SCE's "Final Decision" Rates, Part 1: Residential Rate Changes
Southern California Edison (SCE) is in the process of rolling out new rates for its residential, commercial and agriculture customers. These new rates will have a significant impact on the economics of solar and energy storage projects, driven largely by the fact that the "on-peak" time-of-use (TOU) periods are shifting much later in the evening to 4 to 9 pm. Understanding the basic characteristics of these rates and where the most significant changes will be felt is important to accurately calculate and present savings analysis to end customers.
Regarding timing, SCE's "final decision" rates will become voluntary for residential customers starting in March of 2019, and then all residential customers will default onto the new rates in October of 2020.
*Note: each section subtitle is a hyperlink leading you to that topic in our recent 'SCE 2019 Final Decision Rates' Webinar
New Summer TOU Periods
- Currently the summer weekday on-peak is from 12-6 pm, which is shifting to 4-9 pm on the "final decision" rates.
- Weekdays all remaining hours will considered off-peak.
- Weekends in the summer will have a 4-9 pm mid-peak period.
New Winter TOU Periods
- The biggest change is the incorporation of a super off-peak period ranging from 8 am - 4 pm, which will apply on both weekdays and weekends in the winter.
- The mid-peak period will now run from 4-9 pm, both weekdays and weekends in the winter.
- The value of solar production will get eroded as a result of these changes, as most production will now get valued in the 'super off peak' time period, which has the lowest $/kWh energy charges and solar generation credits.
Residential customers who qualify for grandfathering include:
- NEM-1 customers who choose to be on a time-of-use rate before the new TOU periods are implemented
- NEM-2 customers would have to install prior to Q4 2020 to continue to remain under the legacy TOU periods
- Customers can receive grandfathering protection for 5 years from the date of the initial permission to operate was issued, but not past July 31, 2022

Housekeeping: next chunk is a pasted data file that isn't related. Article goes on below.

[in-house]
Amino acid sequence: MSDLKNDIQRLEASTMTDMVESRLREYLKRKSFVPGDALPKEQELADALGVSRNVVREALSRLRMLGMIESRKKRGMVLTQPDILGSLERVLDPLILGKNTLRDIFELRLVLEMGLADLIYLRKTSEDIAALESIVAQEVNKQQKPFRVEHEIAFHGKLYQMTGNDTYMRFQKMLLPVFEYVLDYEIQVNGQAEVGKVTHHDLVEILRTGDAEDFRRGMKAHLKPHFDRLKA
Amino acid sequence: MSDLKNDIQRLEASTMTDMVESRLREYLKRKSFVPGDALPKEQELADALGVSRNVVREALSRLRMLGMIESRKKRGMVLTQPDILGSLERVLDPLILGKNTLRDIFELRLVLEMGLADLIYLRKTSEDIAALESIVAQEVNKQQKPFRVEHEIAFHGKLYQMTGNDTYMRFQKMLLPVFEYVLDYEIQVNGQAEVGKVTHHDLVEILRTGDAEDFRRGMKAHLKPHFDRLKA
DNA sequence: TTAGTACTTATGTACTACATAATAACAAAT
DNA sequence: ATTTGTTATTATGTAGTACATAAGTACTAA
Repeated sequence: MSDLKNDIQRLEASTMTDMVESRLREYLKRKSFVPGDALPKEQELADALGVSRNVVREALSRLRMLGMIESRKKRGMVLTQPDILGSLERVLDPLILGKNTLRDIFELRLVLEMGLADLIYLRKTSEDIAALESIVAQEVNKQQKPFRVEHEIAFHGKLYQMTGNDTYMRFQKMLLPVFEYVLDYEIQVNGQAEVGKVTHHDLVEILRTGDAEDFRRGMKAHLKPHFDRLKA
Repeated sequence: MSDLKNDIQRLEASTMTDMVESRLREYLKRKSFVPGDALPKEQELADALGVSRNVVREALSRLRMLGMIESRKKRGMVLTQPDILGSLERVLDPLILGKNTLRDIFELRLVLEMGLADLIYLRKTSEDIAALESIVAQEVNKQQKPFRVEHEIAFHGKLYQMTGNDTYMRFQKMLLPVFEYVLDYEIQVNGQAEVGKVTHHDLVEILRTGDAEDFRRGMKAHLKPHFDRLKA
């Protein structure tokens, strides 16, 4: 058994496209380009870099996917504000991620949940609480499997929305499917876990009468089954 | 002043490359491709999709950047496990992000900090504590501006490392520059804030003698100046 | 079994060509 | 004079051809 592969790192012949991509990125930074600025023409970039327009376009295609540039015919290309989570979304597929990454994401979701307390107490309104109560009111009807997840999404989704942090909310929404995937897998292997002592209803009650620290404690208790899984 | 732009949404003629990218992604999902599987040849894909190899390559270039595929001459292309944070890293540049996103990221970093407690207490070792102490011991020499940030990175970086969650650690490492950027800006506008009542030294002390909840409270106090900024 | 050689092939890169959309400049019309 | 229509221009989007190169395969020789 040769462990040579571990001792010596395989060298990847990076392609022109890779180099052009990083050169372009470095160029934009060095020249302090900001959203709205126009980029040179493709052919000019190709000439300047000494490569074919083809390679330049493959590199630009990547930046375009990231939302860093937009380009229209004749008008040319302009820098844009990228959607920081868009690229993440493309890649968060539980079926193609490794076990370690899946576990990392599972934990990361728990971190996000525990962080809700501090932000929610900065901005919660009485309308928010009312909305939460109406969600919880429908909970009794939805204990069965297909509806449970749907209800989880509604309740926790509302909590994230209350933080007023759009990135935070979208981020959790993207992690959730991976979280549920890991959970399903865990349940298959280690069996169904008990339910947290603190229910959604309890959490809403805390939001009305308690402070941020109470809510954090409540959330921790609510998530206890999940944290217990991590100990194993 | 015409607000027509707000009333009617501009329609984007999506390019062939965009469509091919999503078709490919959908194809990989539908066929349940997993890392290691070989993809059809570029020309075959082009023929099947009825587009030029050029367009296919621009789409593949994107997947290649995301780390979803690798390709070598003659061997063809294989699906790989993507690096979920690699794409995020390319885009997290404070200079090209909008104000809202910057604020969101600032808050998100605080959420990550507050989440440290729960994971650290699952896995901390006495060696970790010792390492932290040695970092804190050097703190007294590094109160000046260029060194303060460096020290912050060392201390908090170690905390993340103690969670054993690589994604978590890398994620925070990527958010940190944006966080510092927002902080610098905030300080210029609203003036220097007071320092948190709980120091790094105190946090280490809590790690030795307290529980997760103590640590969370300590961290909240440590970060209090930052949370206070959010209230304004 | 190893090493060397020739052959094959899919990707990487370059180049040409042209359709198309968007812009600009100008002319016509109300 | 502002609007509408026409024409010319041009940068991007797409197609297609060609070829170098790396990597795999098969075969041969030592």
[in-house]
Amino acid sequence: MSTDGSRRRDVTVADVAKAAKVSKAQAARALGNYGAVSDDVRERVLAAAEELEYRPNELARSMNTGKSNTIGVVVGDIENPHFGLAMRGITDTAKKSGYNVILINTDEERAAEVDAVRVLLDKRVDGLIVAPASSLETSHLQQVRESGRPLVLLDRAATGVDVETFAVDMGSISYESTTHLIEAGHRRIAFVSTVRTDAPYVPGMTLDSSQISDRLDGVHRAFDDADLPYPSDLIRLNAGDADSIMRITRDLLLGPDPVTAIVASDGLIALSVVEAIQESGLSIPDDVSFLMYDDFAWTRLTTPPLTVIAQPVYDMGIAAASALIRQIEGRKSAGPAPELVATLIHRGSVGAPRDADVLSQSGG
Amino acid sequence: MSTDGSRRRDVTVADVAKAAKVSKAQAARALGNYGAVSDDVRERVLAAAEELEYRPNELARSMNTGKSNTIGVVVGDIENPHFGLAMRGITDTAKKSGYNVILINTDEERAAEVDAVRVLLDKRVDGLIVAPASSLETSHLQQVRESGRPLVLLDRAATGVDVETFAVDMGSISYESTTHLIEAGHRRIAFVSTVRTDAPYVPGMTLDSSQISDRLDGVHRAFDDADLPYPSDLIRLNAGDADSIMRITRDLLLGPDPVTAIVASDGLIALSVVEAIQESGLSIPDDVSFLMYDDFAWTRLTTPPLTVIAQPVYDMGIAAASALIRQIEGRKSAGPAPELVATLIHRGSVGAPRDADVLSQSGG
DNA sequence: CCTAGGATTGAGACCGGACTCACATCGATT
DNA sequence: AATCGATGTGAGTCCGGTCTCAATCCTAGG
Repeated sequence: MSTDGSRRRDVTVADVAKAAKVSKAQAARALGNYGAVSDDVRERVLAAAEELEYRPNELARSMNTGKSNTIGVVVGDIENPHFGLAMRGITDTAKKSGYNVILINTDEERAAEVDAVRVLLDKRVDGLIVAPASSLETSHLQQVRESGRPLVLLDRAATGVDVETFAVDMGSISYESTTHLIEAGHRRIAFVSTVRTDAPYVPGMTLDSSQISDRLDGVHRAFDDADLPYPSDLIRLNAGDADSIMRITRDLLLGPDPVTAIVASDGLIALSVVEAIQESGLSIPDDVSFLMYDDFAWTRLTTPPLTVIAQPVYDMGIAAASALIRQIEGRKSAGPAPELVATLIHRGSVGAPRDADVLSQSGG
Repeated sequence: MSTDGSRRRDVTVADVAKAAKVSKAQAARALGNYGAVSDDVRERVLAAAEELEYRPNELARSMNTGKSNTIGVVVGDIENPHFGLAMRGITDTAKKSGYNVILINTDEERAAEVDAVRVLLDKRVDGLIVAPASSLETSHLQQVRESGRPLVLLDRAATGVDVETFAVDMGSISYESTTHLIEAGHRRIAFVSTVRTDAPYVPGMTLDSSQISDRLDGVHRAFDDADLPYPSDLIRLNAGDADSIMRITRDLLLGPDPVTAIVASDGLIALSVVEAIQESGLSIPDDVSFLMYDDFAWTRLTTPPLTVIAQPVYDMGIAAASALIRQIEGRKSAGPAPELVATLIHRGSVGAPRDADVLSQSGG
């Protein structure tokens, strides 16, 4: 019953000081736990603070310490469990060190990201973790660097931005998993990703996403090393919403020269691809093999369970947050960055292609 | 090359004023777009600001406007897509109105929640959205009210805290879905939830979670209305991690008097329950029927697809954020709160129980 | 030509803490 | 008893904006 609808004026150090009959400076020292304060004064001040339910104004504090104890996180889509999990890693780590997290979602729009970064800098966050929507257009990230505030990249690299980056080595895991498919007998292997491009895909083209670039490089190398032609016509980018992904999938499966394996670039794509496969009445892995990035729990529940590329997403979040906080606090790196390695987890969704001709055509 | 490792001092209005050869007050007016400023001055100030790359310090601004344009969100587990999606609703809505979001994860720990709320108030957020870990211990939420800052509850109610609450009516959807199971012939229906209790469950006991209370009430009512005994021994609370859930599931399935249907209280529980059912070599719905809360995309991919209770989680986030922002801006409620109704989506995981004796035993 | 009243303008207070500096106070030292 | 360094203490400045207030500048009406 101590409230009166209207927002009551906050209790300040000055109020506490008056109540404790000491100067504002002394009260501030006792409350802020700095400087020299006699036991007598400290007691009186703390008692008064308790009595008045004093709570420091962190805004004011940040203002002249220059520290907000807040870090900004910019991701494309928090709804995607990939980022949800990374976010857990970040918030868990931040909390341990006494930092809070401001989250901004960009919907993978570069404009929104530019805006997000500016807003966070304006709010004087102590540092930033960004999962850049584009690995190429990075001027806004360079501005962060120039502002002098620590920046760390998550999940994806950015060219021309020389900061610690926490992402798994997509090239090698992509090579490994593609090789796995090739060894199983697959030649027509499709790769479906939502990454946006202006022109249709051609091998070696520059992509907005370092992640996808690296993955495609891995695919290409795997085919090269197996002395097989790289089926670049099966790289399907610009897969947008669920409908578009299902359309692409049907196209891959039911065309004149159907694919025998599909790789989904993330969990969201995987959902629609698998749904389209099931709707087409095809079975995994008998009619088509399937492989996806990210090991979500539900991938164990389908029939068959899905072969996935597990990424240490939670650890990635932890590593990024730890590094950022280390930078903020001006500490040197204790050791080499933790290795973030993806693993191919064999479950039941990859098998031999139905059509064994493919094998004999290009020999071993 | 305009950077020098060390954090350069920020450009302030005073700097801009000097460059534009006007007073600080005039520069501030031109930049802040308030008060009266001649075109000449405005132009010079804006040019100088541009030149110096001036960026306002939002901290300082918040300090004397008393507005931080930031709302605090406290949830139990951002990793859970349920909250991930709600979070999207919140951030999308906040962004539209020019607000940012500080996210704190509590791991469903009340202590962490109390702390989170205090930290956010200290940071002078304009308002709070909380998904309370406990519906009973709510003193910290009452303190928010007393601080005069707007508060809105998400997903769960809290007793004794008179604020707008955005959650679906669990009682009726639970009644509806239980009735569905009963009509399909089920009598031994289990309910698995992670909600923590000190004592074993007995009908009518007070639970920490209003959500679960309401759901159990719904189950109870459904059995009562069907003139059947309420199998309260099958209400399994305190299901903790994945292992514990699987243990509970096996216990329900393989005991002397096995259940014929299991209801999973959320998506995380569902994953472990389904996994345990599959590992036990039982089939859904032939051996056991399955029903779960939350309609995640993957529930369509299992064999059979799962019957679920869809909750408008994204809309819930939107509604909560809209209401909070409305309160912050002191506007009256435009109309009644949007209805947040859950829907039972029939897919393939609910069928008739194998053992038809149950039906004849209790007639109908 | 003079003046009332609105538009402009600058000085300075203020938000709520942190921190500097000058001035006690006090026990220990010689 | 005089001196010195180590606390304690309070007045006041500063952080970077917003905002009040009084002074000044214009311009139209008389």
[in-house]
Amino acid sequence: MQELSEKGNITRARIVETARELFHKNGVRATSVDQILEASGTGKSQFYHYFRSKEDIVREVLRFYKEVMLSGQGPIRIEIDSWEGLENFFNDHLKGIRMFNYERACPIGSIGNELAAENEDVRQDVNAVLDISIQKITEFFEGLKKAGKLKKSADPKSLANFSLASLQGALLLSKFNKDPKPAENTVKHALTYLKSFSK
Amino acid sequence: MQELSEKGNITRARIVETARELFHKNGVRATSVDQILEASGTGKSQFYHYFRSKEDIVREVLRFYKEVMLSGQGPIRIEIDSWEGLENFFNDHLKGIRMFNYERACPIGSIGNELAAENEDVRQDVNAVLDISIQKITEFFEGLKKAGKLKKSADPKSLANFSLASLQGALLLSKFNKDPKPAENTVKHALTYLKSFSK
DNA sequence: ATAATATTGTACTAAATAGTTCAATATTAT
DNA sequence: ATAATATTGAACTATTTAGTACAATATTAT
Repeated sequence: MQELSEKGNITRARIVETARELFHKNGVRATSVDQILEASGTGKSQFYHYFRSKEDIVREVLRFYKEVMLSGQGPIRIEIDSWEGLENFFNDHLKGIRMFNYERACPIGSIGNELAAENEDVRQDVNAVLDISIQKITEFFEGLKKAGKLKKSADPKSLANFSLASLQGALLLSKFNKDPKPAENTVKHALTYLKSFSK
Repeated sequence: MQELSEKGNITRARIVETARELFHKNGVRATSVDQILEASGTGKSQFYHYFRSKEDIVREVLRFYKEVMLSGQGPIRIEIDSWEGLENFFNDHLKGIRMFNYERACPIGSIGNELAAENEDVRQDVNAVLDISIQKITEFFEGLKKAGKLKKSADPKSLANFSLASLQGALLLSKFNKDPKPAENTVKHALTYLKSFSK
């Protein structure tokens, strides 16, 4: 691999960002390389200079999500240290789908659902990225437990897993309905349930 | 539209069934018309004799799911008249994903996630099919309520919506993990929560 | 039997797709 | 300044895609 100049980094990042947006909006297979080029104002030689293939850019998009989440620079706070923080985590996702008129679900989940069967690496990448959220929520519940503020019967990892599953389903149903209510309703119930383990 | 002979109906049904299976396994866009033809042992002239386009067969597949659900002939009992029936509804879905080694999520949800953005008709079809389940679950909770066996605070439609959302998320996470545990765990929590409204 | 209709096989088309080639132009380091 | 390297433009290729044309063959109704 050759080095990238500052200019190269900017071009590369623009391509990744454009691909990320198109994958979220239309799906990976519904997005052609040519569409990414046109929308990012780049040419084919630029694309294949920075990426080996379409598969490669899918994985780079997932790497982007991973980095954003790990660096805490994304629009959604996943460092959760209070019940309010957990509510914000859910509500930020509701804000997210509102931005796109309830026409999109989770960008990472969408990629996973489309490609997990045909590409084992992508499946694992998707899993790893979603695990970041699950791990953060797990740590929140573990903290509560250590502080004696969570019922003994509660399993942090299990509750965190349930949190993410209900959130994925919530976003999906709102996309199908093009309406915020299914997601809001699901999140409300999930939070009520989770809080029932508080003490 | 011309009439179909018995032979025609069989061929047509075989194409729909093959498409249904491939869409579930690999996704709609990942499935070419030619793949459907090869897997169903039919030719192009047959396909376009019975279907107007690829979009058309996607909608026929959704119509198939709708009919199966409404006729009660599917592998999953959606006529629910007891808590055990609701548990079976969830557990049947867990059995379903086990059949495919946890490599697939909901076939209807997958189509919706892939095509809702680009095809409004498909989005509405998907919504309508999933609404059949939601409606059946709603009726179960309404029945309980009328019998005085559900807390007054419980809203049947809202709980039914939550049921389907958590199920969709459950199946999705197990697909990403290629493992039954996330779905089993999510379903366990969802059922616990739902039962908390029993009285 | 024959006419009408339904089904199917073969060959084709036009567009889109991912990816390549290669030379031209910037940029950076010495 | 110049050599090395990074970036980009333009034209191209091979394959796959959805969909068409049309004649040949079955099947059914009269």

- It's estimated that starting in October of 2020, non-grandfathered residential customers will be transitioned to either TOU-D 4-9pm or the TOU-D 5-8pm rate
- It's important to note that grandfathering protection only applies to the TOU periods. Customers will still be subjected to any changes in charges of the rate structure.
Residential Rates Closed to New Customers
Rates that will be closed to new customers upon implementation include:
Grandfathered customers are eligible to remain on these rates until their grandfathering period ends. Customers who are not grandfathered will be transitioned to another time-of-use rate beginning Q4 of 2020. The “Final Decision” version of these rates within Energy Toolbase reflects the new charges that will be implemented in March along with the currently effective time-of-use periods. TOU-D-A and TOU-D-B have an on-peak period of 2-8 pm Monday through Friday for both winter and summer. For TOU-D-T, the on-peak period is weekdays noon to 6pm for both seasons. Lastly, for TOU-EV-1, the on-peak period is noon to 9pm everyday all year long.
The currently effective TOU-D rates with the option of having a 4-9 pm or 5-8 pm peak will still be in effect and available to new customers. The structure of these rates is not changing, but the difference between on and off-peak charges is pretty significant (much greater than the residential rates of PG&E and SDG&E).
In addition to these rates, SCE will be offering an optional rate called TOU-D PRIME. This residential rate is intended for customers with high usage or customers that have electric vehicles, behind-the-meter storage systems, electric heat pump systems, or space heating. The availability of this rate will be concurrent with the closing of rate schedules TOU-D-A, TOU-D-T, TOU-D-B, TOU-EV-1, which again is estimated to take place sometime this March.
We've included a comparison of how TOU-D Option 4-9 pm (effective January 1st 2019) looks in Energy Toolbase compared to the Final Decision rate (on the right) that will go into effect in March. With a tiered baseline credit and time-related charges, this rate schedule showcases one of the many complex tier structures our platform can model.
A reason why SCE might have updated this rate this month was to get the rates closer to what they'll become in March. There isn't too much variance among the charges. The rates shown below are for customers in region 14 receiving basic service. The baseline amounts are scheduled to change come March so depending on region, service type, and season customers will either see an increase or decrease in the amount of kWh's eligible for the baseline credit.
What's the bottom line?
These rate changes are happening, and they're happening soon. These new "final decision" rates are the most significant changes to SCE rates in the last decade, and they'll have a significant impact on the the economics of solar and storage projects. Generally speaking, the the value of solar will get eroded as a result of later evening on-peak periods.
Now that these rates are on the brink of implementation, it's important for solar salespeople to be modeling projects with these new "final decision" rates, and communicating these changes to customers. You can start modeling projects with SCE's "final decision" rates in Energy Toolbase by starting a 14-day free trial. Check out our full webinar on SCE's 2019 Final Decision Rates: